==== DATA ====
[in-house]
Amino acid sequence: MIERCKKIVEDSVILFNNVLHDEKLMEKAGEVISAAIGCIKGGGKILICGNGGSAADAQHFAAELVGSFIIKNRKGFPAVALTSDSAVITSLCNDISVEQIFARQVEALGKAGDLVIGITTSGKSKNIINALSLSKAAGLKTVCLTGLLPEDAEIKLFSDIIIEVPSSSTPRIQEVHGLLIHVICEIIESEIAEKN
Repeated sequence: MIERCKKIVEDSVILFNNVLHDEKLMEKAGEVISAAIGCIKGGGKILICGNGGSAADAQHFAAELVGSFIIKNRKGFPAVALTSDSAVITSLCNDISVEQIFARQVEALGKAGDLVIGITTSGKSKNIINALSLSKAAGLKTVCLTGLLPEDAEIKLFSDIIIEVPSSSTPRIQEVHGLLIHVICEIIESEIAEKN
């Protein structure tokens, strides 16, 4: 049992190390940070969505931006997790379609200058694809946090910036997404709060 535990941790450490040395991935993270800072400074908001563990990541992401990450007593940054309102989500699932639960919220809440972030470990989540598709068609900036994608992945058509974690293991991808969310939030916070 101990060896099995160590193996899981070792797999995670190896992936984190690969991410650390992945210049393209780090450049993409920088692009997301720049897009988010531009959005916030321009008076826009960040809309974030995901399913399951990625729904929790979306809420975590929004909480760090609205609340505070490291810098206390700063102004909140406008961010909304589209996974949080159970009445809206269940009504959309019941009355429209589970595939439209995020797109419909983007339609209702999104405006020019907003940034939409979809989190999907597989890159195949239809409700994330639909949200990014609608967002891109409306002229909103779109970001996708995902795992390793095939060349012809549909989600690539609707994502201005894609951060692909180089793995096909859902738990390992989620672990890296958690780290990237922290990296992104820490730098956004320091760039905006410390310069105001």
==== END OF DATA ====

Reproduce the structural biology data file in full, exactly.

[in-house]
Amino acid sequence: MIERCKKIVEDSVILFNNVLHDEKLMEKAGEVISAAIGCIKGGGKILICGNGGSAADAQHFAAELVGSFIIKNRKGFPAVALTSDSAVITSLCNDISVEQIFARQVEALGKAGDLVIGITTSGKSKNIINALSLSKAAGLKTVCLTGLLPEDAEIKLFSDIIIEVPSSSTPRIQEVHGLLIHVICEIIESEIAEKN
Repeated sequence: MIERCKKIVEDSVILFNNVLHDEKLMEKAGEVISAAIGCIKGGGKILICGNGGSAADAQHFAAELVGSFIIKNRKGFPAVALTSDSAVITSLCNDISVEQIFARQVEALGKAGDLVIGITTSGKSKNIINALSLSKAAGLKTVCLTGLLPEDAEIKLFSDIIIEVPSSSTPRIQEVHGLLIHVICEIIESEIAEKN
């Protein structure tokens, strides 16, 4: 049992190390940070969505931006997790379609200058694809946090910036997404709060 535990941790450490040395991935993270800072400074908001563990990541992401990450007593940054309102989500699932639960919220809440972030470990989540598709068609900036994608992945058509974690293991991808969310939030916070 101990060896099995160590193996899981070792797999995670190896992936984190690969991410650390992945210049393209780090450049993409920088692009997301720049897009988010531009959005916030321009008076826009960040809309974030995901399913399951990625729904929790979306809420975590929004909480760090609205609340505070490291810098206390700063102004909140406008961010909304589209996974949080159970009445809206269940009504959309019941009355429209589970595939439209995020797109419909983007339609209702999104405006020019907003940034939409979809989190999907597989890159195949239809409700994330639909949200990014609608967002891109409306002229909103779109970001996708995902795992390793095939060349012809549909989600690539609707994502201005894609951060692909180089793995096909859902738990390992989620672990890296958690780290990237922290990296992104820490730098956004320091760039905006410390310069105001």